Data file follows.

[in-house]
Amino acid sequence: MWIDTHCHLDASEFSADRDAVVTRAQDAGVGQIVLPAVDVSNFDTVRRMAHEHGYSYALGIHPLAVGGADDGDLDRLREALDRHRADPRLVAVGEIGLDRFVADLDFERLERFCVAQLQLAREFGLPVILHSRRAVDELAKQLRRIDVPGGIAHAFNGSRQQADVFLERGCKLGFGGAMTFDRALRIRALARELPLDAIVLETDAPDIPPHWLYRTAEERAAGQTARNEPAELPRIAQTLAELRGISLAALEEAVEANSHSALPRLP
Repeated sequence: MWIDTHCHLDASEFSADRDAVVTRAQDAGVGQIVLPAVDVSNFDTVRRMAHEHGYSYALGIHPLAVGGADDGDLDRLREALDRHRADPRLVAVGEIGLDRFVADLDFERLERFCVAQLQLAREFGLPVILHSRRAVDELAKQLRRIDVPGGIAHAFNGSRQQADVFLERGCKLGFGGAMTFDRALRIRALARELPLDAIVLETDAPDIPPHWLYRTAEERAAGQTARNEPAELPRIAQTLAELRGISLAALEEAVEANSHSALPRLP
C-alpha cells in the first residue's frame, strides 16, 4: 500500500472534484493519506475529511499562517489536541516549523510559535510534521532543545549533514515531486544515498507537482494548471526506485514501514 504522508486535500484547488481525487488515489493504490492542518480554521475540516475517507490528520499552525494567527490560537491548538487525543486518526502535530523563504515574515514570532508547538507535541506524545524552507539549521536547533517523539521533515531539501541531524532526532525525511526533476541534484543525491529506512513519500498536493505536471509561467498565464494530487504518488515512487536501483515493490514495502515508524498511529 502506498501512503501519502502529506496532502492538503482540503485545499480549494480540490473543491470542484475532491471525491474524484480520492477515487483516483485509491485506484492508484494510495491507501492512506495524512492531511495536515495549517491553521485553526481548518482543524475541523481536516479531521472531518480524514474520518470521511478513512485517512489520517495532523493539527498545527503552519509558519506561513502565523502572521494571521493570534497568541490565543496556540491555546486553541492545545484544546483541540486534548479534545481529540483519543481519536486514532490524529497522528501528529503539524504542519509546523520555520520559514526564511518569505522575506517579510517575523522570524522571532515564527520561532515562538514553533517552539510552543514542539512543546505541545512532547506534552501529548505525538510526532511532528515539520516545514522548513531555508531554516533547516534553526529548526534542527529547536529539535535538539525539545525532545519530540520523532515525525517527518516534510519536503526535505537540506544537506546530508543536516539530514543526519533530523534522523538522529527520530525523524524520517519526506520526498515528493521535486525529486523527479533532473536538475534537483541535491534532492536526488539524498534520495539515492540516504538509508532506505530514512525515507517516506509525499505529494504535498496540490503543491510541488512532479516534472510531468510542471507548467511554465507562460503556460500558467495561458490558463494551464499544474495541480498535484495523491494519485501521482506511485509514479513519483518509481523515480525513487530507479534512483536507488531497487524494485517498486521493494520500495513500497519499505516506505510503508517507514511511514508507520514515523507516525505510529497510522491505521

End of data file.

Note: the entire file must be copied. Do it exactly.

[in-house]
Amino acid sequence: MWIDTHCHLDASEFSADRDAVVTRAQDAGVGQIVLPAVDVSNFDTVRRMAHEHGYSYALGIHPLAVGGADDGDLDRLREALDRHRADPRLVAVGEIGLDRFVADLDFERLERFCVAQLQLAREFGLPVILHSRRAVDELAKQLRRIDVPGGIAHAFNGSRQQADVFLERGCKLGFGGAMTFDRALRIRALARELPLDAIVLETDAPDIPPHWLYRTAEERAAGQTARNEPAELPRIAQTLAELRGISLAALEEAVEANSHSALPRLP
Repeated sequence: MWIDTHCHLDASEFSADRDAVVTRAQDAGVGQIVLPAVDVSNFDTVRRMAHEHGYSYALGIHPLAVGGADDGDLDRLREALDRHRADPRLVAVGEIGLDRFVADLDFERLERFCVAQLQLAREFGLPVILHSRRAVDELAKQLRRIDVPGGIAHAFNGSRQQADVFLERGCKLGFGGAMTFDRALRIRALARELPLDAIVLETDAPDIPPHWLYRTAEERAAGQTARNEPAELPRIAQTLAELRGISLAALEEAVEANSHSALPRLP
C-alpha cells in the first residue's frame, strides 16, 4: 500500500472534484493519506475529511499562517489536541516549523510559535510534521532543545549533514515531486544515498507537482494548471526506485514501514 504522508486535500484547488481525487488515489493504490492542518480554521475540516475517507490528520499552525494567527490560537491548538487525543486518526502535530523563504515574515514570532508547538507535541506524545524552507539549521536547533517523539521533515531539501541531524532526532525525511526533476541534484543525491529506512513519500498536493505536471509561467498565464494530487504518488515512487536501483515493490514495502515508524498511529 502506498501512503501519502502529506496532502492538503482540503485545499480549494480540490473543491470542484475532491471525491474524484480520492477515487483516483485509491485506484492508484494510495491507501492512506495524512492531511495536515495549517491553521485553526481548518482543524475541523481536516479531521472531518480524514474520518470521511478513512485517512489520517495532523493539527498545527503552519509558519506561513502565523502572521494571521493570534497568541490565543496556540491555546486553541492545545484544546483541540486534548479534545481529540483519543481519536486514532490524529497522528501528529503539524504542519509546523520555520520559514526564511518569505522575506517579510517575523522570524522571532515564527520561532515562538514553533517552539510552543514542539512543546505541545512532547506534552501529548505525538510526532511532528515539520516545514522548513531555508531554516533547516534553526529548526534542527529547536529539535535538539525539545525532545519530540520523532515525525517527518516534510519536503526535505537540506544537506546530508543536516539530514543526519533530523534522523538522529527520530525523524524520517519526506520526498515528493521535486525529486523527479533532473536538475534537483541535491534532492536526488539524498534520495539515492540516504538509508532506505530514512525515507517516506509525499505529494504535498496540490503543491510541488512532479516534472510531468510542471507548467511554465507562460503556460500558467495561458490558463494551464499544474495541480498535484495523491494519485501521482506511485509514479513519483518509481523515480525513487530507479534512483536507488531497487524494485517498486521493494520500495513500497519499505516506505510503508517507514511511514508507520514515523507516525505510529497510522491505521